Creating memorable characters covers character background creation, naming characters and exploring their everyday world. Continue reading Creating Memorable Characters in Fiction
The action for 30 Poems in 30 Days has clearly moved from the blog to Facebook, so I am posting all 30 prompts here, but encourage people to write there. Day 1 Write a love poem that is specifically NOT about romantic love. Some subjects you might consider are family members such as parents or kids, pets, sports cars, pizza, friends — whatever moves you. Day 2 Write a poem that involves a sequence of events or steps such as a process, a recipe, instructions, or anything that could only happen in a certain order. Day 3 Write a poem … Continue reading 30 Prompts – 30 Poems in 30 Days
How Articulate Are Your Characters? Most writers are articulate. Because they work with the written word on a daily or near daily basis, and because they have a love of language, most writers express themselves well. Just because a writer is articulate, however, doesn’t mean that a character should be articulate. Adjusting your language to suit a character, especially in dialog, is vital to creating a realistic depiction of that character and vital for differentiating that character from others in the story. Words Reflect Background When most people think about writing realistic dialog, they think about things such as regional … Continue reading Are Your Characters Well Spoken, or is it Just You?
Negativising occurs when you focus only on the negative aspects of an experience. This frequently haunts writers who subject themselves to criticism in the forms of writer’s groups, editors, clients and classes. You enter a situation in which you hear both positive feedback and negative feedback, but you only remember or think about the negative feedback. Poor self talk: The writer’s group said that my characters seemed false and my dialog was stiff. It was just one terrible review after another. Realistic self talk: The writer’s group said they want me to improve my dialog and work on character motivation, … Continue reading Negative Self Talk for Writers: Negativising
People write in many different ways. Some people work slowly, trying to make every detail perfect the first time. Other people write quick, messy first drafts that they then tame and refine as they edit. Most people fall somewhere in between.For my part, I tend to write first drafts quickly. I will go back and edit a bit as I go, but I don’t expect the first draft to be perfect. For example, when I write dialog in a first draft, I tend to write it as a transcript, without any surrounding detail. One person speaks, then the other. I … Continue reading Short Story Writing Project: The Second Draft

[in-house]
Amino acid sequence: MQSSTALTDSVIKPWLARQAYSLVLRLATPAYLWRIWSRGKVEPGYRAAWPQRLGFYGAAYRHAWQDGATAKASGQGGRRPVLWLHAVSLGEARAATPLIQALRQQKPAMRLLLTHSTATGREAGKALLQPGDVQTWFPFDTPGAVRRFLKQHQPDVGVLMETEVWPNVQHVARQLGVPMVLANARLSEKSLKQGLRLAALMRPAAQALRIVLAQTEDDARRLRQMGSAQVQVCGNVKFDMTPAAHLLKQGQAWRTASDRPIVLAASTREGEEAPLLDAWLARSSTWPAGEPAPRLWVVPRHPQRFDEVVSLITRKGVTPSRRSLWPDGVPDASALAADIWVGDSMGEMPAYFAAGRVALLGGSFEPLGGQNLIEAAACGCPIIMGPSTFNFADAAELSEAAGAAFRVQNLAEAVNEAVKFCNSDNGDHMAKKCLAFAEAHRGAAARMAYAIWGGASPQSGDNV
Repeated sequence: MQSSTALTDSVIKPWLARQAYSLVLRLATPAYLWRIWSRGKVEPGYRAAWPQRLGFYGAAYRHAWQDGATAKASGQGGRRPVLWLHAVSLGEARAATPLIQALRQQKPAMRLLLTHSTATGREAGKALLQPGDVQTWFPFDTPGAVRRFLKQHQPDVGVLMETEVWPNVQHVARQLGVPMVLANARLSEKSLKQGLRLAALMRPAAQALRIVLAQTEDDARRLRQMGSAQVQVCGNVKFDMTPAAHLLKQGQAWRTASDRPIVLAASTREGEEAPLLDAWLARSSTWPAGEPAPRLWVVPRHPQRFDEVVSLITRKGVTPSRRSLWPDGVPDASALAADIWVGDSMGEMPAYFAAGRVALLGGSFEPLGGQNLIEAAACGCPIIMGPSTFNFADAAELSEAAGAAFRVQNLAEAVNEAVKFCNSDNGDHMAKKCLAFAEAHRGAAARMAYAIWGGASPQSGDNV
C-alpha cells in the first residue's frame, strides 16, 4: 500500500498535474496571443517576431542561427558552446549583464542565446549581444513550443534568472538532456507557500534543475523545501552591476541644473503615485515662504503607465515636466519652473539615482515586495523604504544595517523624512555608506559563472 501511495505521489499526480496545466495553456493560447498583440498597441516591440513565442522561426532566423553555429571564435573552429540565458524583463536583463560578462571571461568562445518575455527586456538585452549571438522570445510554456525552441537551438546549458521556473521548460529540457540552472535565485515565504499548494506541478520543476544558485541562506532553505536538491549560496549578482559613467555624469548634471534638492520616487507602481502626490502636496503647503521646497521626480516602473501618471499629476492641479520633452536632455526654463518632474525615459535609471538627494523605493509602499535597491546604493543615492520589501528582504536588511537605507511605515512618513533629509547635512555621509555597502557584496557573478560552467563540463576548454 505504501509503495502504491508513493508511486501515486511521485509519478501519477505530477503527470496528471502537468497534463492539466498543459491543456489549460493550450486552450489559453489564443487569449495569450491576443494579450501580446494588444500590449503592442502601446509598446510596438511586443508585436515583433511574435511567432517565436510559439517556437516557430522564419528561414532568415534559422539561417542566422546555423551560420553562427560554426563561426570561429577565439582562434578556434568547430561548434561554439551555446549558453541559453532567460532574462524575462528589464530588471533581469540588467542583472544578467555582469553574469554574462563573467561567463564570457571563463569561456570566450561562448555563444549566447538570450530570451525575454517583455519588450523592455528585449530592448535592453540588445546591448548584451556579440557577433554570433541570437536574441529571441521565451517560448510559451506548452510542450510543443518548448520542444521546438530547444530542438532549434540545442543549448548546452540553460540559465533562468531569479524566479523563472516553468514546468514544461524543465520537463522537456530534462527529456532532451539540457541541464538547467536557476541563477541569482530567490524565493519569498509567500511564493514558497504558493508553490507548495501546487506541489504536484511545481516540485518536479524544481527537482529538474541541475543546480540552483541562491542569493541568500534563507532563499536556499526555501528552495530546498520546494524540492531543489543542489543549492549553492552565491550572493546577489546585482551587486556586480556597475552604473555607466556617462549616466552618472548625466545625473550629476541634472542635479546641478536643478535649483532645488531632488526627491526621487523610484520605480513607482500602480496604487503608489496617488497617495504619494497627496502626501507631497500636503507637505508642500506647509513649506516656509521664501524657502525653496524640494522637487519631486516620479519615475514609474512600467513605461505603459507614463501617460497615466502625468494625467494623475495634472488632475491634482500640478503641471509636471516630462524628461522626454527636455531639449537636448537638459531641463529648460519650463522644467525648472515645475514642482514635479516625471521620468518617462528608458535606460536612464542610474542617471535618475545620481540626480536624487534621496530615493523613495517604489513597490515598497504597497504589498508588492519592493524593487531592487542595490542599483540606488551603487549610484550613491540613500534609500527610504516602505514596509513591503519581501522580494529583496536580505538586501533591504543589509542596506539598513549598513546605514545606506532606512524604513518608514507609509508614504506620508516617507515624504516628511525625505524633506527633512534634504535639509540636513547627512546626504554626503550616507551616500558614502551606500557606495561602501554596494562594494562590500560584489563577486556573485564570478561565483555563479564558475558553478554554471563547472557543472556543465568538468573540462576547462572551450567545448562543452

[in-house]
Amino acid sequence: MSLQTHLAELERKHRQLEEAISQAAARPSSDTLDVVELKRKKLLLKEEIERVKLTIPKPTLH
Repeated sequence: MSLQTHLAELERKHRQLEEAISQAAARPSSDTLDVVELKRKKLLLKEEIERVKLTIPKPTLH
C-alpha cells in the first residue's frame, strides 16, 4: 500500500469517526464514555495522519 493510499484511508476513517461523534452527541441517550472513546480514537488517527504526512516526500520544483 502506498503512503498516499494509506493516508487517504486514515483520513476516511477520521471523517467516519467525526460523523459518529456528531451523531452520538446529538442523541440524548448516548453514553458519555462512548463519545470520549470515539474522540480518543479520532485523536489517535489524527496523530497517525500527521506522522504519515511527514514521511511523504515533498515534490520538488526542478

I love movies, but I’m not a big fan of the Oscars. Their taste in films has always seemed a bit stodgy and mannered for me. I like comedies more than dramas, on most days, and any movie that aspires to be an “epic” tends to bore me, especially by the third hour. These days, even the average movie seems to clock in at about two hours and twenty minutes. That would be fine if every moment of the movie felt important or at least interesting, but for the most part the extra time just feels like filler. Wedding Crashers … Continue reading My Thoughts on The Oscars and Juno
When you begin adding and revising scenes for your novel, the process is a little different than writing a first draft. Your goals are different because at this point, you are filling in missing information and working within the constraints of what already exists. Your characters, tone and plot have already been set, and you are now either expanding on what you have or looking to make serious changes to one or more of those elements. Here are some tips for writing new and revised scenes for your novel: Take the time to read the surrounding text. If you are … Continue reading Revising Your Novel: Adding and revising scenes
One of the key aspects to a novel is how the characters in that novel communicate with each other, especially in terms of dialog. The dialog in a novel reveals the attitudes of the characters toward each other and the topics they discuss. The manner in which characters speak, the language characters use, and the mode in which the characters frame their statements and questions are indicative of both the characters and the story. Discrimination and division are shared topics among three very different novels, Sherman Alexie’s Indian Killer, Harper Lee’s To Kill a Mockingbird and Henry James’ Daisy Miller. … Continue reading An Analysis of Indian Killer, To Kill a Mockingbird and Daisy Miller